With all the talk of council funded toilets being closed because they are too expensive to maintain, one former Victorian toilet block has been turned into a temporary art gallery.
On the first day of opening the organisers said about 80 people visited, with 40 coming the following day.
A nice idea, but I also can’t help but wonder how many people would have visited the venue were it were still performing the function for which it was originally designed.
Actually, I wonder how many turned up expecting it to be performing its original function!
More at the BBC News website.
An occasional series about some of the conveniences listed in the Toilet Map.
Probably the main set of public toilets used in Greenwich town centre, these subterranean Victorian style toilets are looking a little sorry for themselves today.
Functional, although on the day I visited it was raining, and I hope the water on the floor was rainwater, and not the results of neglected plumbing!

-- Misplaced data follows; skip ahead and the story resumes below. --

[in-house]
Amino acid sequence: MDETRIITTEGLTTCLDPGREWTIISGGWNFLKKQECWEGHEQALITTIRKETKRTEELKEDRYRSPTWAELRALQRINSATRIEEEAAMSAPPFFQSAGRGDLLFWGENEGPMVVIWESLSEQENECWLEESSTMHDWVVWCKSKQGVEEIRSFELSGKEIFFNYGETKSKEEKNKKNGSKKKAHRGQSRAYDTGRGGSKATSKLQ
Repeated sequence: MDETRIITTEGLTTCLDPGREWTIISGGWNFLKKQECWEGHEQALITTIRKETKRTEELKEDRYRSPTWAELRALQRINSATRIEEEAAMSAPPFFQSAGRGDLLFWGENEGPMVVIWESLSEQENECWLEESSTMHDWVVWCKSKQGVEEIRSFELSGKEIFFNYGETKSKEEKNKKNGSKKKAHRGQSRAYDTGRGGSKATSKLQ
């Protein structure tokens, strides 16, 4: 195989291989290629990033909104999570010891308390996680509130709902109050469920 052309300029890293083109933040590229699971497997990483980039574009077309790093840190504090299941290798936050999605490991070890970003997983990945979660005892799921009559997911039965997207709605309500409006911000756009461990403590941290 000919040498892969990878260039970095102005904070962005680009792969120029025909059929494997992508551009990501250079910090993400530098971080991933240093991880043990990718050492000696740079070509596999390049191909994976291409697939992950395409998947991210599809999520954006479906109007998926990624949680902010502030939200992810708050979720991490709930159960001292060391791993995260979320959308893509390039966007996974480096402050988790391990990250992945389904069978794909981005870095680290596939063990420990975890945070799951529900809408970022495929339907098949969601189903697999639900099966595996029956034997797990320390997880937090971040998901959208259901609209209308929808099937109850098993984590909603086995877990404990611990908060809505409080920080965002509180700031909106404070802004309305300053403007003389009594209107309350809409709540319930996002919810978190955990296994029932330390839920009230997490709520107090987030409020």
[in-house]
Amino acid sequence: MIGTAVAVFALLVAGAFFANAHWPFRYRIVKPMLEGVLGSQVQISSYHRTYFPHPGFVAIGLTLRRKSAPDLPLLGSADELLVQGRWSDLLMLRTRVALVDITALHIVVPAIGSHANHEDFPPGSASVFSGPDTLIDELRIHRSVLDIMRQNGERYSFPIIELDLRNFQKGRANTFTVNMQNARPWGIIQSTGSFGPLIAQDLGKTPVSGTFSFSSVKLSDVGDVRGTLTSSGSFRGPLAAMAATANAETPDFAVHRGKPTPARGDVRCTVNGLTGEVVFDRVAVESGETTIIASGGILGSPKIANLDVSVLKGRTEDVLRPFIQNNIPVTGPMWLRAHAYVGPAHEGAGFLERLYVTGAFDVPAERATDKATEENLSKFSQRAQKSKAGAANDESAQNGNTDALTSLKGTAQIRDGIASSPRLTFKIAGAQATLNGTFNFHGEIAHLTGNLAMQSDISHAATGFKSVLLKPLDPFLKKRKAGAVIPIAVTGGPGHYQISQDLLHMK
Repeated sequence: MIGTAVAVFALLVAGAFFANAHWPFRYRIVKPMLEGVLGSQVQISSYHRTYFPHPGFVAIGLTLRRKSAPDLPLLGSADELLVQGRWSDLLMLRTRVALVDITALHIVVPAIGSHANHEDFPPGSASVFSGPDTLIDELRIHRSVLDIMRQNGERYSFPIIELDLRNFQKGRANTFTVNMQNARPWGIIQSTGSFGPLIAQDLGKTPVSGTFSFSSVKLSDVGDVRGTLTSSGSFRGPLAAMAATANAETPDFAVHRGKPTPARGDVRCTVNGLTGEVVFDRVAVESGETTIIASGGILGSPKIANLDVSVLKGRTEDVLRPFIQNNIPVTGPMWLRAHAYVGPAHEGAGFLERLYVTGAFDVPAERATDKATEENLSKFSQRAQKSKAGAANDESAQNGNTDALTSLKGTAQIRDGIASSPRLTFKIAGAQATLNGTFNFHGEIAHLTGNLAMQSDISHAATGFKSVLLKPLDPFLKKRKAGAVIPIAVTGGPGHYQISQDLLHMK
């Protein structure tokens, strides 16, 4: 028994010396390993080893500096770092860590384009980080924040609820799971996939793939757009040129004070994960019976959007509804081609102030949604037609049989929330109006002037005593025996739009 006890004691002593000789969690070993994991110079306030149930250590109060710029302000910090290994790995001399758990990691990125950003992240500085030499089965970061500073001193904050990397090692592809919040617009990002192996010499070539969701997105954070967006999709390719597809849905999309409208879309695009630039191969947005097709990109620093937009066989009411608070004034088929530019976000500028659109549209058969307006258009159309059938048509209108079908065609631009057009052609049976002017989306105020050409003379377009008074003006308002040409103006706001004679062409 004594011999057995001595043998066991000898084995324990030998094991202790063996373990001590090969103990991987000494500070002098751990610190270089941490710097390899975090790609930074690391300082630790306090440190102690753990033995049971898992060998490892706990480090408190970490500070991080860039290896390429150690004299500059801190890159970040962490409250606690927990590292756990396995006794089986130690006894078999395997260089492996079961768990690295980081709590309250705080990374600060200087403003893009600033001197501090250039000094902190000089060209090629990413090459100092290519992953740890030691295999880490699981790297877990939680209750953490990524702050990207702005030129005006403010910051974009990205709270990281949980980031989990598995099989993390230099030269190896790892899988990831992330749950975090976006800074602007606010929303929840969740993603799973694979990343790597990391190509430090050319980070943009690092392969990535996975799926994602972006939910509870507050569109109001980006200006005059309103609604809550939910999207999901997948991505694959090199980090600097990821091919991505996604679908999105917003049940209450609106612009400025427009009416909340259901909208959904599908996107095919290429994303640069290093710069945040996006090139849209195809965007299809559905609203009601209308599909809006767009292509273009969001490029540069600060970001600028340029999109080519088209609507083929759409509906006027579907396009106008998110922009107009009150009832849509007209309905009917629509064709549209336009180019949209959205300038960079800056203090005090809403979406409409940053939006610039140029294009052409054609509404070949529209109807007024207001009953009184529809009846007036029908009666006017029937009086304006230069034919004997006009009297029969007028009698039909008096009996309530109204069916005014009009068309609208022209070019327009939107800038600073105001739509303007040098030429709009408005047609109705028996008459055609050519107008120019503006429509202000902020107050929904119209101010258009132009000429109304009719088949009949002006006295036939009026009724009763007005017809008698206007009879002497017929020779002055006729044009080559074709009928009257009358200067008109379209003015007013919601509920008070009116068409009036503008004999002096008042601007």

In need of sympathetic repairs to the men’s urinal where the protective layers are wearing away, the four dark wood cubicles seems to date from the time when cubicles might be charged for – especially as one still has the word “Free” in faded lettering on the top.
I haven’t been able to easily find out when they were built, although I wouldn’t be too surprised to learn that they are built at the same time as the railway that runs underground right next to them, but that is just speculation.
A nice touch is that the wash basins are still in a separate room from the main urinals, as would have been fairly commonplace at the time they were built. The toilets themselves extend under the pavement, where glass bricks let plenty of light in below and prevent it having the air of a dank dark hole.
Obviously, as a bloke, I am not going to be peering into the ladies toilets, and handing my camera over to a passer-by to take a photo for me would probably get me arrested. Likewise, one of the reasons why the main Toilet Map lacks photos of the exteriors is the difficulty of getting a photo without someone in the way – although I could adopt the Google method of burring out faces if people really want photos in the future.